SFU lays off dozens of employees, citing financial challenges

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Simon Fraser University has laid off of dozens of staff across its three B.C. campuses in Burnaby, Vancouver, and Surrey.

The university said it eliminated approximately 85 jobs since Monday due to budgetary challenges. The positions include instructors, administrative support staff, and custodial workers.

SFU announced in April it would be restructuring areas of its operations, noting it would lead to administrative job losses. The university says it is supporting impacted employees in accordance with collective agreements and labour codes, but union leaders say the process lacked empathy and transparency.

Shaneza Bacchus, president of CUPE Local 3338, said she has been in wall-to-wall meetings with laid-off union members, some of whom had worked at SFU for decades.

“They felt dehumanized. They felt that their years of service didn’t matter. One of them said they felt like they were treated like a criminal,” Bacchus said.

In a statement to CBC News, SFU said the decline of international student enrolment, among other cost pressures, led to the changes. It says it is doing all it can to support people affected by the layoffs.

“As we move through these changes we are confident that this restructuring will ensure a stable and sustainable financial outlook for the university as we continue to prioritize teaching, learning and research,” the university wrote.

The job cuts fall under three groups: CUPE Local 3338, which represents 1,100 members, the Teacher Support Staff Union (TSSU), and the Administrative and Professional Staff Association (APSA). 

Bacchus says CUPE 3338’s collective agreement has severance options and they are currently in negotiations with SFU for an enhanced severance package. 

Number of laid-off employees is higher, say unions

Bacchus contests the number of laid-off employees disclosed by SFU, saying more than 85 employees were let go among CUPE 3338,  TSSU, and APSA members. 

She suspects SFU did not include custodial staff who work for Best Personnel Inc. 

“It’s very telling that they’re not including those numbers, because while they’re not direct employees of SFU, they are members of CUPE and they do matter on the SFU community.”

She described custodial staff as “marginalized, precarious workers.”

“The majority of them are new immigrants or immigrants. Many of them do not speak English as a first language and they are amongst the lowest paid, if not the lowest paid, within the SFU community,” she said.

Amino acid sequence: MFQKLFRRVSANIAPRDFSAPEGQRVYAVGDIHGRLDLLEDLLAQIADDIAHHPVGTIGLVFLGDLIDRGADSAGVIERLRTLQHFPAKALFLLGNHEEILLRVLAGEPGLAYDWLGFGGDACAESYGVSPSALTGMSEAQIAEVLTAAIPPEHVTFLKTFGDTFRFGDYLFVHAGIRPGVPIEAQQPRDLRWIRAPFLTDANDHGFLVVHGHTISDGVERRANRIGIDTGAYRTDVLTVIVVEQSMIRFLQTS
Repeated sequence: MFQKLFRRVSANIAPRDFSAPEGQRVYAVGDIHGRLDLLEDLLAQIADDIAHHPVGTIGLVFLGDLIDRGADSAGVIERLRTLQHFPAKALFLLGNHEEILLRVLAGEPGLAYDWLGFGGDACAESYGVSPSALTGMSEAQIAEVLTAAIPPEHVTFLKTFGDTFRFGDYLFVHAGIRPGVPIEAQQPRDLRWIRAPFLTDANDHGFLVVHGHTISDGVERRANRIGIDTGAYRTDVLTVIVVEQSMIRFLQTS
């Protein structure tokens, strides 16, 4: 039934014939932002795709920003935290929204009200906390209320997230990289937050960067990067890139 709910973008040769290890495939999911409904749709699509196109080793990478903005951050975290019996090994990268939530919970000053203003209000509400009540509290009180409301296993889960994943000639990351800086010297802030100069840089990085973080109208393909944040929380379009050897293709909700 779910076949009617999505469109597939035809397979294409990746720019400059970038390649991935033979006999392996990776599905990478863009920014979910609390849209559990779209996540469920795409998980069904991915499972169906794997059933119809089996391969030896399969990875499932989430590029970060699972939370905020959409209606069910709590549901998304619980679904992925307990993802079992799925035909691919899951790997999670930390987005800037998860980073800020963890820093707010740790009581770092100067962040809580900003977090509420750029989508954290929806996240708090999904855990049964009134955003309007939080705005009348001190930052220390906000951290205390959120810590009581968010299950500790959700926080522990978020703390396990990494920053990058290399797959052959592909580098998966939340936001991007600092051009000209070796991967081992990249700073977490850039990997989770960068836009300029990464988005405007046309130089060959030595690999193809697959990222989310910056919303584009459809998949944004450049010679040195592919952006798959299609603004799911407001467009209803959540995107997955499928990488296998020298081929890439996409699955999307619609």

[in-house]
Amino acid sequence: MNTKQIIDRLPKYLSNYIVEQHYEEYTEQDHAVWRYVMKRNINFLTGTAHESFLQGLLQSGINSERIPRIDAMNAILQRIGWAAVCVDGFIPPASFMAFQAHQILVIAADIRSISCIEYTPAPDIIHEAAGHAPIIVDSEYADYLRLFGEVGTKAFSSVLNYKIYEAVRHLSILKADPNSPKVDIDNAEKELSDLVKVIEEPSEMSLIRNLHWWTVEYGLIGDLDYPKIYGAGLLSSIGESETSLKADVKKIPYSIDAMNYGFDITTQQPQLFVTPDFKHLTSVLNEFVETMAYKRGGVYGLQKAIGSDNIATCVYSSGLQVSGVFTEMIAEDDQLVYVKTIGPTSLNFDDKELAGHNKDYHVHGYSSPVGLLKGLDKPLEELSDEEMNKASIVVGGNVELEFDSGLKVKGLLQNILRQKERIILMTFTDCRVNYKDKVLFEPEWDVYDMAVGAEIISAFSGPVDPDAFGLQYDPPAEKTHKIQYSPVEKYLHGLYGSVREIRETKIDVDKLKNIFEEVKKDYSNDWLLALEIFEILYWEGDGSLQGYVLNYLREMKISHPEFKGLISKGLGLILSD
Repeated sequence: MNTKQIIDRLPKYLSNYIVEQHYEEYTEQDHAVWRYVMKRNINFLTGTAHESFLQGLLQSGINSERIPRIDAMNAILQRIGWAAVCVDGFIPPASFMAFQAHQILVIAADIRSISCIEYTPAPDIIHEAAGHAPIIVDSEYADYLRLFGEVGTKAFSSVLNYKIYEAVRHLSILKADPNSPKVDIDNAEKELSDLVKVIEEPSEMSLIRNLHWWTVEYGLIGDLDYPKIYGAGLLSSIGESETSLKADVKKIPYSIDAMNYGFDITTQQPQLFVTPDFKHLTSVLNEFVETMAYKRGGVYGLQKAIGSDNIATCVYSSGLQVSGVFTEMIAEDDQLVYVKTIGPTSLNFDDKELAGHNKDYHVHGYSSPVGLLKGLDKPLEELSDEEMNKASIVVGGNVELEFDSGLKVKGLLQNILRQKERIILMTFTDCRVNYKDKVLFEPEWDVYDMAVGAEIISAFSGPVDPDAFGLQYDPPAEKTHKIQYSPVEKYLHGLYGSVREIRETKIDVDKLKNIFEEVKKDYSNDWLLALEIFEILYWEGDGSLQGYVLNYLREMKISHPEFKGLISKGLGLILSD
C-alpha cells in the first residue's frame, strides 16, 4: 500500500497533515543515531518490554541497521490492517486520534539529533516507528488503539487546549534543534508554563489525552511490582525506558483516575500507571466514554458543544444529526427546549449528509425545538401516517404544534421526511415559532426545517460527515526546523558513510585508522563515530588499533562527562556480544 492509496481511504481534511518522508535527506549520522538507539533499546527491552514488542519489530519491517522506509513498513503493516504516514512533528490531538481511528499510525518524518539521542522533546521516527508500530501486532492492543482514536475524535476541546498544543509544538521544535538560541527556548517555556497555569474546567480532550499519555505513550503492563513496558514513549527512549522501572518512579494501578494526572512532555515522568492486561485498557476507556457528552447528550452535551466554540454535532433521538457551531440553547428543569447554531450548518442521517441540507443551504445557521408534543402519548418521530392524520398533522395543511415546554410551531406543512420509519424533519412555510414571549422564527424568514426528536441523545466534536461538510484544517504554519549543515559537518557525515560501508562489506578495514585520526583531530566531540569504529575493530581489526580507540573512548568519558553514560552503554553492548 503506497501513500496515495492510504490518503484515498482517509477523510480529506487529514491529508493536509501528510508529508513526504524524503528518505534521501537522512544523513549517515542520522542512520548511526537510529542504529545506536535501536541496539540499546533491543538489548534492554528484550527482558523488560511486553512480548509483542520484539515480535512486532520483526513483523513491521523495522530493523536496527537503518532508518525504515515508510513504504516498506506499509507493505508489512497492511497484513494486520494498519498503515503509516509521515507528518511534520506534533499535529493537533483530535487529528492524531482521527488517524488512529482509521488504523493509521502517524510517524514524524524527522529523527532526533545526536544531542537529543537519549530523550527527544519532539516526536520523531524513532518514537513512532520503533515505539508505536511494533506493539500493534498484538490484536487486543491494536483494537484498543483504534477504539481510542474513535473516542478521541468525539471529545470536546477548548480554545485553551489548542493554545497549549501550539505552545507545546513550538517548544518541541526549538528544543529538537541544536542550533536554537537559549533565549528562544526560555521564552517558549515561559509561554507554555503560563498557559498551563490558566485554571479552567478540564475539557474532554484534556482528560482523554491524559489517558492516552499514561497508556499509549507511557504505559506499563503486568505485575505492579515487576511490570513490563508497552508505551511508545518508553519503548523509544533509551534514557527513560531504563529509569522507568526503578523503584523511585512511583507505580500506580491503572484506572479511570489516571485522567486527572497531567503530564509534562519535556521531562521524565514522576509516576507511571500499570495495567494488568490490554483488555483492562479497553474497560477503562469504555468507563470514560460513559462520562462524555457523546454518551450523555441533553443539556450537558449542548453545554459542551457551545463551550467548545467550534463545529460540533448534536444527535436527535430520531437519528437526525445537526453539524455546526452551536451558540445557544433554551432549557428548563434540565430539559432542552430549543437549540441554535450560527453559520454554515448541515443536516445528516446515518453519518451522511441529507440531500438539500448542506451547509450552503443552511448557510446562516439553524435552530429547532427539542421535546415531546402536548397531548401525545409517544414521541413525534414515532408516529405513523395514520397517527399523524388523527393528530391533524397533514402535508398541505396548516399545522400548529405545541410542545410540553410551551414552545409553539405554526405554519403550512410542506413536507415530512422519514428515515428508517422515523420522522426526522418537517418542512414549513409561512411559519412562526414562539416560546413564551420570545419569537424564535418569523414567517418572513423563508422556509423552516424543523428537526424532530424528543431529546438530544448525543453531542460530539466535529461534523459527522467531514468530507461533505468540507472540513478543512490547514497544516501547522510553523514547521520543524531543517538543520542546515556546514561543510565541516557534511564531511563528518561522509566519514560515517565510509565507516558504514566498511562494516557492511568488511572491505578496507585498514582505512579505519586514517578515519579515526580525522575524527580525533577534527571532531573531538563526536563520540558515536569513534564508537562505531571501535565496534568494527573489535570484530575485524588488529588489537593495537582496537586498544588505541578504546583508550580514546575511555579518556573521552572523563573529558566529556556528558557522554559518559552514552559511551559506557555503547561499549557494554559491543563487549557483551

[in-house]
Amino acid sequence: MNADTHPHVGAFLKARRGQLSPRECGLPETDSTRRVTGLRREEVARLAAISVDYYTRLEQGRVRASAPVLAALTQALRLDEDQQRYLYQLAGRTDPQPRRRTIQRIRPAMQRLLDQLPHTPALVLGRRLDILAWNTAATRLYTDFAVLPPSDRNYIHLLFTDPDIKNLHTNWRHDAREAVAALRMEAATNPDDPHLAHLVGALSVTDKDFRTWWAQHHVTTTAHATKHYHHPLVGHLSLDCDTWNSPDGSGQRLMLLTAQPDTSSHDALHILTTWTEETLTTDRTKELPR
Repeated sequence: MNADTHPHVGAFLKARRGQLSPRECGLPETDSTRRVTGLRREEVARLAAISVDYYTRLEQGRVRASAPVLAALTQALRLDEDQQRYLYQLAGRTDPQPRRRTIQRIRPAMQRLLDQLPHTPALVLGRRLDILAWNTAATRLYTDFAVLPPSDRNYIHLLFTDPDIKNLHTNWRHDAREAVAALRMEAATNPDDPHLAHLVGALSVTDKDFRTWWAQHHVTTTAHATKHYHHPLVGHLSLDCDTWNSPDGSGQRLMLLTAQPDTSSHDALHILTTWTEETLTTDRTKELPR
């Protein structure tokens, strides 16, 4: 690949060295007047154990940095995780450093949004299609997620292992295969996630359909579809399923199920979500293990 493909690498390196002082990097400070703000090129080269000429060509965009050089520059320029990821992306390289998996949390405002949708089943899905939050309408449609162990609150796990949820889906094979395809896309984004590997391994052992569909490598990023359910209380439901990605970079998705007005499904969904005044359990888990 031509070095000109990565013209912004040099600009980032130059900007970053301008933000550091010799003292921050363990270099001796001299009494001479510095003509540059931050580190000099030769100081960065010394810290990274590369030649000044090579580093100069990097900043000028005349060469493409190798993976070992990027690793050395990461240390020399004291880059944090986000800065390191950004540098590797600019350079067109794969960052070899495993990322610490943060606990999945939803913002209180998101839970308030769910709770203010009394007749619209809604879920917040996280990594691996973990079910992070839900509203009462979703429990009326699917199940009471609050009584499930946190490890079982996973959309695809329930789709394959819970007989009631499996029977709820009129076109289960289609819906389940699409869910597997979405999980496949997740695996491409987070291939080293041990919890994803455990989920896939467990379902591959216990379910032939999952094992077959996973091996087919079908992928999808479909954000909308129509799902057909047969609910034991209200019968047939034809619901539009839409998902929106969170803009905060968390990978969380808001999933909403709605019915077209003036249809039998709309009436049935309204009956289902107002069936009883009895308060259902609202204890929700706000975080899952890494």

Bacchus said there were 23 employees laid off from Best Personnel, and another 27 under a different unit within the union. 

Scott Yano, a steward for TSSU, says 16 of its members were laid off. 

Lakshmi Gosyne, APSA’s associate director of communications, added 35 of its members were laid off.  

English Language and Culture program to close

 The university will also shut down two programs dedicated to training oral and written English skills. 

According to TSSU, The English Language and Culture program (ELC) will close by the end of the summer, while the Interpretation and Translation program (ITP) will end by next month.

Scott Yano is looking over the shoulder of a female student sitting with three other students at the English Language and Culture program.
Instructor Scott Yano with students enrolled at SFU’s English Language and Culture program, which is set to close by the end of summer. (Thomas Saupique/CBC)

Scott Yano, an instructor for the ELC program, says he will be out of the job by the program’s end. He said the university did not provide a proper explanation. 

“[SFU] said it had something to do with the program not keeping up with current trends … which is exactly the opposite of what we’ve heard from the interpretation community,” Yano said. 

Yano says the ELC and ITP programs have served as a pathway for international students at SFU. He notes the interpretation program is the last of its kind in the province.

“We have our own personal impact, but I think that this program has been providing a lot for the community,” he said. “Our students go into other universities around the province and around the country and into businesses.”

Yano is collecting testimonials from students on how the program has improved their proficiency in English and benefited their lives. 

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